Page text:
First-principles calculations of electron states of a silicon nanowire with 100, 000 atoms on the K computer.
ABSTRACT Real space DFT (RSDFT) is a simulation technique most suitable for massively-parallel architectures to perform first-principles electronic-structure calculations based on density functional theory. We here report unprecedented simulations on the electron states of silicon nanowires with up to 107,292 atoms carried out during the initial performance evaluation phase of the K computer being developed at RIKEN. The RSDFT code has been parallelized and optimized so as to make effective use of the various capabilities of the K computer. Simulation results for the self-consistent electron states of a silicon nanowire with 10,000 atoms were obtained in a run lasting about 24 hours and using 6,144 cores of the K computer. A 3.08 peta-flops sustained performance was measured for one iteration of the SCF calculation in a 107,292-atom Si nanowire calculation using 442,368 cores, which is 43.63% of the peak performance of 7.07 peta-flops.
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ABSTRACT: As an entry for the 2012 Gordon-Bell performance prize, we report performance results of astrophysical N-body simulations of one trillion particles performed on the full system of K computer. This is the first gravitational trillion-body simulation in the world. We describe the scientific motivation, the numerical algorithm, the parallelization strategy, and the performance analysis. Unlike many previous Gordon-Bell prize winners that used the tree algorithm for astrophysical N-body simulations, we used the hybrid TreePM method, for similar level of accuracy in which the short-range force is calculated by the tree algorithm, and the long-range force is solved by the particle-mesh algorithm. We developed a highly-tuned gravity kernel for short-range forces, and a novel communication algorithm for long-range forces. The average performance on 24576 and 82944 nodes of K computer are 1.53 and 4.45 Pflops, which correspond to 49% and 42% of the peak speed.11/2012;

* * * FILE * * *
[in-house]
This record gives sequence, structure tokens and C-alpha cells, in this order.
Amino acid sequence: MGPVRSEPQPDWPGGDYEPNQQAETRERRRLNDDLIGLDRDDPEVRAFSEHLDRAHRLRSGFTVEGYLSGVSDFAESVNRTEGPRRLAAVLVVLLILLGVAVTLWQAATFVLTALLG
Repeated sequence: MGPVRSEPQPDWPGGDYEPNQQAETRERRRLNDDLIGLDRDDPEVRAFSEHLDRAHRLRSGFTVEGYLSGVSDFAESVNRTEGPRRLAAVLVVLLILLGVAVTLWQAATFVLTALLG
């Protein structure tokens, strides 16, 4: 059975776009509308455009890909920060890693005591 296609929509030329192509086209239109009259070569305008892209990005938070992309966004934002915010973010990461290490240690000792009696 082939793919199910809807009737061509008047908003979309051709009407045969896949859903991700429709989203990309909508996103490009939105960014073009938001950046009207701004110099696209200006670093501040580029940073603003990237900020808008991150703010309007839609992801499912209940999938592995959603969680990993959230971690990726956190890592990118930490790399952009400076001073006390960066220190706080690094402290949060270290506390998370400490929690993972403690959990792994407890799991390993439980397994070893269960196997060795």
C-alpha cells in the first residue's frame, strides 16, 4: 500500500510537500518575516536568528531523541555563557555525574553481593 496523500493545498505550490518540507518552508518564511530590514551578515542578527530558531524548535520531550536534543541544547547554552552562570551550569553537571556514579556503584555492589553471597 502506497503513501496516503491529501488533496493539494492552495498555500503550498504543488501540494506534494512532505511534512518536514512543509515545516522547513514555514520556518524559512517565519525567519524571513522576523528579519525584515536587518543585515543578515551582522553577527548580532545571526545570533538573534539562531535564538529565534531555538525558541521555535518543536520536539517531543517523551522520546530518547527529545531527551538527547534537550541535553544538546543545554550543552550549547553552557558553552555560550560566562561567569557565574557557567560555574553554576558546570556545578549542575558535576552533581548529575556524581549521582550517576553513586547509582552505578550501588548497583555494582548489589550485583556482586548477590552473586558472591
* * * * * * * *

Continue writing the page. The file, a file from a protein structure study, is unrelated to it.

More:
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ABSTRACT: This paper presents the Netuno supercomputer, a large-scale cluster installed at Federal University of Rio de Janeiro in Brazil. A detailed performance evaluation of Netuno is presented, depicting its computational and I/O performance, as well as the results for two real-world applications. Since building a high- performance cluster for running a wide range of applications is a non-trivial task, some lessons learned from assembling and operating this cluster, such as the excellent performance of the OpenMPI library, and the relevance of employing an efficient parallel file system over the traditional NFS system, can be useful knowledge to support the design of new systems. Currently, Netuno is being heavily used to run large scale simulations in the areas of ocean modeling, meteorology, engineering, physics, and geophysics.International Journal of Parallel Programming 04/2014; · 0.40 Impact Factor
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ABSTRACT: In this paper, we propose a decomposition approach to differential eigenvalue problems with Abelian or non-Abelian symmetries. In the approach, we divide the original differential problem into eigenvalue subproblems which require less eigenpairs and can be solved independently. Our approach can be seamlessly incorporated with grid-based discretizations such as finite difference, finite element, or finite volume methods. We place the approach into a two-level parallelization setting, which saves the CPU time remarkably. For illustration and application, we implement our approach with finite elements and carry out electronic structure calculations of some symmetric cluster systems, in which we solve thousands of eigenpairs with millions of degrees of freedom and demonstrate the effectiveness of the approach.Journal of Scientific Computing 12/2013; · 1.71 Impact Factor